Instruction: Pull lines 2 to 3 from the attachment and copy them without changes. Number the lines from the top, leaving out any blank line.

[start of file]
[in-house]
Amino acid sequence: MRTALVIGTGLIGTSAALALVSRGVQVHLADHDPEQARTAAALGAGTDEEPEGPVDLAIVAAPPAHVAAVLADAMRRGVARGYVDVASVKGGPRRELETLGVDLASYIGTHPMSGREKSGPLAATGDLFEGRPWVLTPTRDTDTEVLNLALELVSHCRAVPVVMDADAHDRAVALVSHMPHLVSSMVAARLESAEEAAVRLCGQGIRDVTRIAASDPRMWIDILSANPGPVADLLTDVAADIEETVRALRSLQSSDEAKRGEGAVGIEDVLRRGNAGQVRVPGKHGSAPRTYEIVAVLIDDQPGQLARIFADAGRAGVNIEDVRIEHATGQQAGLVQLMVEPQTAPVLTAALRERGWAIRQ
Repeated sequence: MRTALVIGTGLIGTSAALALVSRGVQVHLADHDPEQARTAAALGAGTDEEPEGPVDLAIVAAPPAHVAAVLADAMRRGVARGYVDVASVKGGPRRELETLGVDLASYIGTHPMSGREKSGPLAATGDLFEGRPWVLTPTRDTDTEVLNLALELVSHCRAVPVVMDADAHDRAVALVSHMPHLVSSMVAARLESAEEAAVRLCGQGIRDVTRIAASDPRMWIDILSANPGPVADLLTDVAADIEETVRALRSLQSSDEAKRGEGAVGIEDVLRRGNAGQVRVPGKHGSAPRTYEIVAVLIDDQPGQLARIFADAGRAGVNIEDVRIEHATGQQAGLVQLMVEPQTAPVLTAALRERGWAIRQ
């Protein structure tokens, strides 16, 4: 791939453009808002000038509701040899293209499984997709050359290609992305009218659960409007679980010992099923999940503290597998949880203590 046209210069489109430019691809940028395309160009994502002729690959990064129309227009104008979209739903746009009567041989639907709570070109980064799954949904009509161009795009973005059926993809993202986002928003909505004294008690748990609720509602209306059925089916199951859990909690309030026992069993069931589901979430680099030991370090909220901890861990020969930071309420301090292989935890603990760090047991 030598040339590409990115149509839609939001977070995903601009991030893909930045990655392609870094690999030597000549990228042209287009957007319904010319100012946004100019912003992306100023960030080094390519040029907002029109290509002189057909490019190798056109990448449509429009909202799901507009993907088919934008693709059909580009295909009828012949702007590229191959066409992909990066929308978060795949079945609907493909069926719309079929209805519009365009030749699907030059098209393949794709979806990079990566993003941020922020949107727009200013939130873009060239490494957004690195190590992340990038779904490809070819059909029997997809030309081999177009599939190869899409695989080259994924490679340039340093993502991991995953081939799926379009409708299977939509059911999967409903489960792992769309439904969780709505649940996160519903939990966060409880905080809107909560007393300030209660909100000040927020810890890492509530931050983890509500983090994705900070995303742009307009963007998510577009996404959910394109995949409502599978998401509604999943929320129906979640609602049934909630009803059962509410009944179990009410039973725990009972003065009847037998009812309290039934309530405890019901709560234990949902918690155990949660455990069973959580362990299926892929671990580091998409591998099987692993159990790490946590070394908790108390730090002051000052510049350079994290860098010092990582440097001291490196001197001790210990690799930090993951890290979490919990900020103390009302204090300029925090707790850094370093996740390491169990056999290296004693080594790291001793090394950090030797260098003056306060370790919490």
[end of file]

Amino acid sequence: MRTALVIGTGLIGTSAALALVSRGVQVHLADHDPEQARTAAALGAGTDEEPEGPVDLAIVAAPPAHVAAVLADAMRRGVARGYVDVASVKGGPRRELETLGVDLASYIGTHPMSGREKSGPLAATGDLFEGRPWVLTPTRDTDTEVLNLALELVSHCRAVPVVMDADAHDRAVALVSHMPHLVSSMVAARLESAEEAAVRLCGQGIRDVTRIAASDPRMWIDILSANPGPVADLLTDVAADIEETVRALRSLQSSDEAKRGEGAVGIEDVLRRGNAGQVRVPGKHGSAPRTYEIVAVLIDDQPGQLARIFADAGRAGVNIEDVRIEHATGQQAGLVQLMVEPQTAPVLTAALRERGWAIRQ
Repeated sequence: MRTALVIGTGLIGTSAALALVSRGVQVHLADHDPEQARTAAALGAGTDEEPEGPVDLAIVAAPPAHVAAVLADAMRRGVARGYVDVASVKGGPRRELETLGVDLASYIGTHPMSGREKSGPLAATGDLFEGRPWVLTPTRDTDTEVLNLALELVSHCRAVPVVMDADAHDRAVALVSHMPHLVSSMVAARLESAEEAAVRLCGQGIRDVTRIAASDPRMWIDILSANPGPVADLLTDVAADIEETVRALRSLQSSDEAKRGEGAVGIEDVLRRGNAGQVRVPGKHGSAPRTYEIVAVLIDDQPGQLARIFADAGRAGVNIEDVRIEHATGQQAGLVQLMVEPQTAPVLTAALRERGWAIRQ